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New mitigation plan for 1,4 dioxane plume in Ann Arbor and Scio Township to be approved, with caveat

Washtenaw County Department of Public Health

A Washtenaw County Circuit Judge says he is forced to sign a consent judgment between the State of Michigan and Gelman Sciences without considering the city and townships concerns.

The consent judgment in question was worked out solely between the state and Gelman. It sets up the latest mitigation plan for cleaning up and monitoring Gelman’s toxic 1,4 dioxane plume in the Ann Arbor area groundwaters.

Washtenaw Circuit Court Judge Timothy Connors says an appeals court made it clear he cannot consider positions of intervenors in signing this judgment.

But in court this past Thursday, he did listen to comments from those who sought to intervene, including the City of Ann Arbor. Ann Arbor attorneys asked the judge to approve a public hearing period before approving the consent judgment worked out in private between the state and Gelman. The judge was unable to approve that request.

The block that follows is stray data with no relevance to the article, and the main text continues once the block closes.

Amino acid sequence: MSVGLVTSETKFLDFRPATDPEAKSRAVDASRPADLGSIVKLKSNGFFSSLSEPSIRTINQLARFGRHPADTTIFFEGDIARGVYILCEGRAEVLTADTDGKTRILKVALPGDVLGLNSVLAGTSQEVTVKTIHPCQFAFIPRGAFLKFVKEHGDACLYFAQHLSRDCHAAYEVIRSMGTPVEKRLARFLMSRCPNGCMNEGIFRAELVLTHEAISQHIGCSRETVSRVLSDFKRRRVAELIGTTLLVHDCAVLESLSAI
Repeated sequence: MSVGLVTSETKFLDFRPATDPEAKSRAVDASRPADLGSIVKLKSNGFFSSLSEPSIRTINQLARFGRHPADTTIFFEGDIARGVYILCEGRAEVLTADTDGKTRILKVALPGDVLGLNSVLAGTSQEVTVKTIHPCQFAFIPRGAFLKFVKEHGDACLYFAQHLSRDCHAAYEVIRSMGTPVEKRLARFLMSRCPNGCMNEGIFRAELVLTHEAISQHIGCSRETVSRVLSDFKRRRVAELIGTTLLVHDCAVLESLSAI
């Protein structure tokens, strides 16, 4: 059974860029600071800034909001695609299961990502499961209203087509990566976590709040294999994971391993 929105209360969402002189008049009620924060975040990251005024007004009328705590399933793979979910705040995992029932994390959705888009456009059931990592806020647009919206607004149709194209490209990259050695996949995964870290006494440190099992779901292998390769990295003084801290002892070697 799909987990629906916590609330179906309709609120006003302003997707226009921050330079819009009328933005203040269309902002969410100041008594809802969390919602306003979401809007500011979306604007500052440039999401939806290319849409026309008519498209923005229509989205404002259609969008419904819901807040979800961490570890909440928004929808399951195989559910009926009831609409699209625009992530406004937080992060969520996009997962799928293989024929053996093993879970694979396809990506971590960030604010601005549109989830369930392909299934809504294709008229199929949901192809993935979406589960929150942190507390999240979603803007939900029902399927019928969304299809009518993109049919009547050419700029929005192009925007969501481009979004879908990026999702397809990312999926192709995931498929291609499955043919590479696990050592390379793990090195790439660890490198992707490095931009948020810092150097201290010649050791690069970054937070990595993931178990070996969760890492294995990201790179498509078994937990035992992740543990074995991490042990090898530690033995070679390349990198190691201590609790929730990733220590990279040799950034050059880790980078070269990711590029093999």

Then, attorneys also pointed out, that by approving the state and Gelman agreement, the judge would be finding that he agreed this plan was protective of the public. So, he required a change in its wording from state and Gelman attorneys.

"I will sign a consent decree that the parties have indicated this is what they’ve negotiated. But I won’t sign anything that I’m making any findings. So, you’re going to have to resubmit it with that language."

The judge did give four intervenor groups 60 days to file their complaints about the process.

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Cathy Shafran was WEMU's afternoon news anchor and local host during WEMU's broadcast of NPR's All Things Considered.
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